Archive for August, 2010

Customer Review: Chosera 2K, 5K, 10K Edge Pro Stones + DMT Extra Coarse for the EP

August 24, 2010

This is a comprehensive review of the Chosera 2k, 5K, and 10K Stones for the Edge Pro that a customer posted on The Knife Forums. It touches on many of the major arguments both for and against using the Edge Pro stock stones, and the Choseras for the Edge Pro.

The full thread with all of the replies can be seen here.


When reading this review please bear in mind that I am new to the EP. I have had many years experience sharpening woodworking tools, chisels, plane blades etc, and have sharpened all my own kitchen knives for a long time using wet & dry paper together with 3M Mylar film on glass backing.

There are those on this site with centuries more experience than I, and there are those who have sharpened several thousand for every one knife I have done.

That said I will report as logically, honestly and knowledgeably as I possibly can. Bear in mind the views expressed are mine and are worth, as a friend of mine is want to say, exactly what you paid for them.

The test was conducted as objectively as possible given my set up, resources and experience. The results are however highly subjective and personal.

I believe I possess a reasonably logical mindset and I lean toward the sceptical. I accept little until proven and am highly value driven – bang per buck is king and knives to me are tools.

Ireland is a country with very stringent gun and knife laws. Knives are found in the kitchen, are owed by fishermen, divers, sailors, climbers and other specialist endeavour / interest groups. Trades people all have knives in their tool kits, typically utility knifes of the disposable type such as those manufactured by Stanley – the market leader. The very very large majority of knives in Ireland are traditional Western style (French / German) kitchen knives.

Test Run 1

To compare the Chosera 2,000, 5,000 and 10,000 with 2,000, 3,000 and 7,000 EP tapes

The Knives:

Two identical Wusthoff Classic Chefs Knives. Bought the same day from same wholesaler – these knives had been sharpened by me previously so were in reasonable shape. Knives are for home use only and are well looked after receiving only a regular touch up on a ceramic hone between sharpening. The knives are sharpened at 17° on each side, 34° included. Normally knives would be sharpened as far as 600 grit stone.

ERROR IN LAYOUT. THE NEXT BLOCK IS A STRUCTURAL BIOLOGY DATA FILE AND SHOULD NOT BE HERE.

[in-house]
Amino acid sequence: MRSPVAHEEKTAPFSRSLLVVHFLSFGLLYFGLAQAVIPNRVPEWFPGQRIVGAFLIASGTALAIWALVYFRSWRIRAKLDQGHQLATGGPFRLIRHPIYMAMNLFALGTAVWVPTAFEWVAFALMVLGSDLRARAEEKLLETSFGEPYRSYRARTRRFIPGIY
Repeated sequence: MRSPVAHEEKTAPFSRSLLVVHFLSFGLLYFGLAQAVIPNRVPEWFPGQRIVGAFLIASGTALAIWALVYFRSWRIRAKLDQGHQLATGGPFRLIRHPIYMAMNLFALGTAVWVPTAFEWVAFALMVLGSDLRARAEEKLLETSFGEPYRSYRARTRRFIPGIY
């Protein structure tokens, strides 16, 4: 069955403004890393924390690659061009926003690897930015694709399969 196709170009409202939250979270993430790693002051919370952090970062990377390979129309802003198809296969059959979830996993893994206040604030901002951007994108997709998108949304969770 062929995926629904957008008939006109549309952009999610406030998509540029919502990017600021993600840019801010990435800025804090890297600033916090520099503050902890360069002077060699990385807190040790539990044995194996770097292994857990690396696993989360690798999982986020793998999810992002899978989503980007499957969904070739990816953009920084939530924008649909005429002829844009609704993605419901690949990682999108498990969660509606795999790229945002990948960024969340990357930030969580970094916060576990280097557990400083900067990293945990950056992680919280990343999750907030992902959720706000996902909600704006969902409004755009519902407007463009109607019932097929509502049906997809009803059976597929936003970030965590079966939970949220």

One knife was marked A the other B.

The Process:

I sharpened each of the knives alternately on the same stone one knife after another in the same progression starting with 320, and progressing through 600 and 1,000 stones.

A marker was used at each stone change on each knife to ensure that the exact same angle was being hit with each stone progression.
Standard EP techniques were used to de-burr together with hard felt to remove all traces of a burr before progressing to the next stone.

Paper slicing testing together with the three finger test at this stage showed zero differences between the two knives.

Knife A was then further refined on new standard EP tapes in the progression 2,000, 3,000 and 7,000. Both the 2K and the 3K were mounted on standard EP aluminium blanks the 7,000 was mounted on a glass blank.

Knife B was further refined on the new Chosera 2,000, 5,000 and 10,000 stones.

Visual Inspection

Knife A – the tape treated knives showed atypical levels of finish and polish, with superior levels of polish and high performance paper slicing results. Standard A4 80GSM photocopier paper, newsprint and 3M post it notes could all be slice and push cut.

Knife B – the Chosera finished knife showed a slightly higher level of polish with less scratch marks being evident. Standard A4 80GSM photocopier paper, newsprint and 3M post it notes could all be slice cut and push cut but with an ease not evident with the tape finished knives.
The three finger test on the tape finished knife was similar to tests I had conducted before on similar knives taken to this level.

The three finger test on the Chosera finished knife provided feedback not experienced before. This knife felt considerably sharper and had to be treated with considerable respect during the three finger test.

Magnification test